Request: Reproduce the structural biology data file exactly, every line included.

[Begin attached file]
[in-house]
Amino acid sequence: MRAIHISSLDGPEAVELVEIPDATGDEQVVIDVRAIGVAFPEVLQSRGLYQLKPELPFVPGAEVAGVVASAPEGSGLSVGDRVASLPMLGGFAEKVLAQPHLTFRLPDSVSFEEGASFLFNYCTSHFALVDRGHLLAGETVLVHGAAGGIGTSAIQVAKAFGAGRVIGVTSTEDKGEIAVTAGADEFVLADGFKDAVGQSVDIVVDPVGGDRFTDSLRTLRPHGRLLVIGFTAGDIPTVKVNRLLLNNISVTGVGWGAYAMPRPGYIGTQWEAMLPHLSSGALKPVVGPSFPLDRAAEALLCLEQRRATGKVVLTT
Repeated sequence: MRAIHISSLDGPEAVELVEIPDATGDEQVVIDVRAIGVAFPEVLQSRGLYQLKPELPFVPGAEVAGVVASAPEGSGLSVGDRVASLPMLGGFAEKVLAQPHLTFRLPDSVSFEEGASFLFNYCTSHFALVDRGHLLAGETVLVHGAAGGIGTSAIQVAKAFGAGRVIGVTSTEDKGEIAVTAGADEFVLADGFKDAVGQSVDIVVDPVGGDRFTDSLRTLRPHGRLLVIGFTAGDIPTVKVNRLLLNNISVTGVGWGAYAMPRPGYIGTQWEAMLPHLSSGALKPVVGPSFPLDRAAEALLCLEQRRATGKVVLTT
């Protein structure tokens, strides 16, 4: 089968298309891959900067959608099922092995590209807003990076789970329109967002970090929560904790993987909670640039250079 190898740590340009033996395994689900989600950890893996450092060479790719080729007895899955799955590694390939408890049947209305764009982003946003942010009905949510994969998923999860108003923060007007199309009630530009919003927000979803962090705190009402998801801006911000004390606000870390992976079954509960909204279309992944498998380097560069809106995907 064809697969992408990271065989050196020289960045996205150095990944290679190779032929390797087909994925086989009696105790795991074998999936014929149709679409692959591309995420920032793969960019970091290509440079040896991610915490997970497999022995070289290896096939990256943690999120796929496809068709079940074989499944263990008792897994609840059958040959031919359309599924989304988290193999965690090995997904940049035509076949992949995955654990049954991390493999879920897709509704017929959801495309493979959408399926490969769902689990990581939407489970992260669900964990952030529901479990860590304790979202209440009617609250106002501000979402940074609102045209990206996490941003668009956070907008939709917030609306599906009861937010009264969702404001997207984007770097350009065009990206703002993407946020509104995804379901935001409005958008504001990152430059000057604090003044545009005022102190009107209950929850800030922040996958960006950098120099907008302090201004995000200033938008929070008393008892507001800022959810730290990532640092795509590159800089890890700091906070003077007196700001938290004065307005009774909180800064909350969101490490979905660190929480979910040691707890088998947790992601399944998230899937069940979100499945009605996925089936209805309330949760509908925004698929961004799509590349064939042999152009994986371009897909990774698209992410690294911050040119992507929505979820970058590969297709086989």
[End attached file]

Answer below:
[in-house]
Amino acid sequence: MRAIHISSLDGPEAVELVEIPDATGDEQVVIDVRAIGVAFPEVLQSRGLYQLKPELPFVPGAEVAGVVASAPEGSGLSVGDRVASLPMLGGFAEKVLAQPHLTFRLPDSVSFEEGASFLFNYCTSHFALVDRGHLLAGETVLVHGAAGGIGTSAIQVAKAFGAGRVIGVTSTEDKGEIAVTAGADEFVLADGFKDAVGQSVDIVVDPVGGDRFTDSLRTLRPHGRLLVIGFTAGDIPTVKVNRLLLNNISVTGVGWGAYAMPRPGYIGTQWEAMLPHLSSGALKPVVGPSFPLDRAAEALLCLEQRRATGKVVLTT
Repeated sequence: MRAIHISSLDGPEAVELVEIPDATGDEQVVIDVRAIGVAFPEVLQSRGLYQLKPELPFVPGAEVAGVVASAPEGSGLSVGDRVASLPMLGGFAEKVLAQPHLTFRLPDSVSFEEGASFLFNYCTSHFALVDRGHLLAGETVLVHGAAGGIGTSAIQVAKAFGAGRVIGVTSTEDKGEIAVTAGADEFVLADGFKDAVGQSVDIVVDPVGGDRFTDSLRTLRPHGRLLVIGFTAGDIPTVKVNRLLLNNISVTGVGWGAYAMPRPGYIGTQWEAMLPHLSSGALKPVVGPSFPLDRAAEALLCLEQRRATGKVVLTT
């Protein structure tokens, strides 16, 4: 089968298309891959900067959608099922092995590209807003990076789970329109967002970090929560904790993987909670640039250079 190898740590340009033996395994689900989600950890893996450092060479790719080729007895899955799955590694390939408890049947209305764009982003946003942010009905949510994969998923999860108003923060007007199309009630530009919003927000979803962090705190009402998801801006911000004390606000870390992976079954509960909204279309992944498998380097560069809106995907 064809697969992408990271065989050196020289960045996205150095990944290679190779032929390797087909994925086989009696105790795991074998999936014929149709679409692959591309995420920032793969960019970091290509440079040896991610915490997970497999022995070289290896096939990256943690999120796929496809068709079940074989499944263990008792897994609840059958040959031919359309599924989304988290193999965690090995997904940049035509076949992949995955654990049954991390493999879920897709509704017929959801495309493979959408399926490969769902689990990581939407489970992260669900964990952030529901479990860590304790979202209440009617609250106002501000979402940074609102045209990206996490941003668009956070907008939709917030609306599906009861937010009264969702404001997207984007770097350009065009990206703002993407946020509104995804379901935001409005958008504001990152430059000057604090003044545009005022102190009107209950929850800030922040996958960006950098120099907008302090201004995000200033938008929070008393008892507001800022959810730290990532640092795509590159800089890890700091906070003077007196700001938290004065307005009774909180800064909350969101490490979905660190929480979910040691707890088998947790992601399944998230899937069940979100499945009605996925089936209805309330949760509908925004698929961004799509590349064939042999152009994986371009897909990774698209992410690294911050040119992507929505979820970058590969297709086989």